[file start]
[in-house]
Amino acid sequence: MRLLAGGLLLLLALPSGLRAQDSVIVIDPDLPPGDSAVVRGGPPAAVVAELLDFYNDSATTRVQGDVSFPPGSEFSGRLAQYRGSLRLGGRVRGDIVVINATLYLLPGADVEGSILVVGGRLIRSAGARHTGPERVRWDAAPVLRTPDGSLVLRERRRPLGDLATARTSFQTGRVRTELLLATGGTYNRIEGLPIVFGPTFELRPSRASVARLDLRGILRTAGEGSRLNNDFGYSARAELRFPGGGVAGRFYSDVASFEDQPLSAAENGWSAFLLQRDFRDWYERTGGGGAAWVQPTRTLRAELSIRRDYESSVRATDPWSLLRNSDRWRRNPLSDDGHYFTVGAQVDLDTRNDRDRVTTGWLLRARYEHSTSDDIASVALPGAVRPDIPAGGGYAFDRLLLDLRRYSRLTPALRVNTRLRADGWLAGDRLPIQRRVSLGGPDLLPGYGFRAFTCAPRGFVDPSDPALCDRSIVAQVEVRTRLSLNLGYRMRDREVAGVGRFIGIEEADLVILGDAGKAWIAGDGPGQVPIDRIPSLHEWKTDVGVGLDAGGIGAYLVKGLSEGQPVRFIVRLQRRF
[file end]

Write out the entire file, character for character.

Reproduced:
[in-house]
Amino acid sequence: MRLLAGGLLLLLALPSGLRAQDSVIVIDPDLPPGDSAVVRGGPPAAVVAELLDFYNDSATTRVQGDVSFPPGSEFSGRLAQYRGSLRLGGRVRGDIVVINATLYLLPGADVEGSILVVGGRLIRSAGARHTGPERVRWDAAPVLRTPDGSLVLRERRRPLGDLATARTSFQTGRVRTELLLATGGTYNRIEGLPIVFGPTFELRPSRASVARLDLRGILRTAGEGSRLNNDFGYSARAELRFPGGGVAGRFYSDVASFEDQPLSAAENGWSAFLLQRDFRDWYERTGGGGAAWVQPTRTLRAELSIRRDYESSVRATDPWSLLRNSDRWRRNPLSDDGHYFTVGAQVDLDTRNDRDRVTTGWLLRARYEHSTSDDIASVALPGAVRPDIPAGGGYAFDRLLLDLRRYSRLTPALRVNTRLRADGWLAGDRLPIQRRVSLGGPDLLPGYGFRAFTCAPRGFVDPSDPALCDRSIVAQVEVRTRLSLNLGYRMRDREVAGVGRFIGIEEADLVILGDAGKAWIAGDGPGQVPIDRIPSLHEWKTDVGVGLDAGGIGAYLVKGLSEGQPVRFIVRLQRRF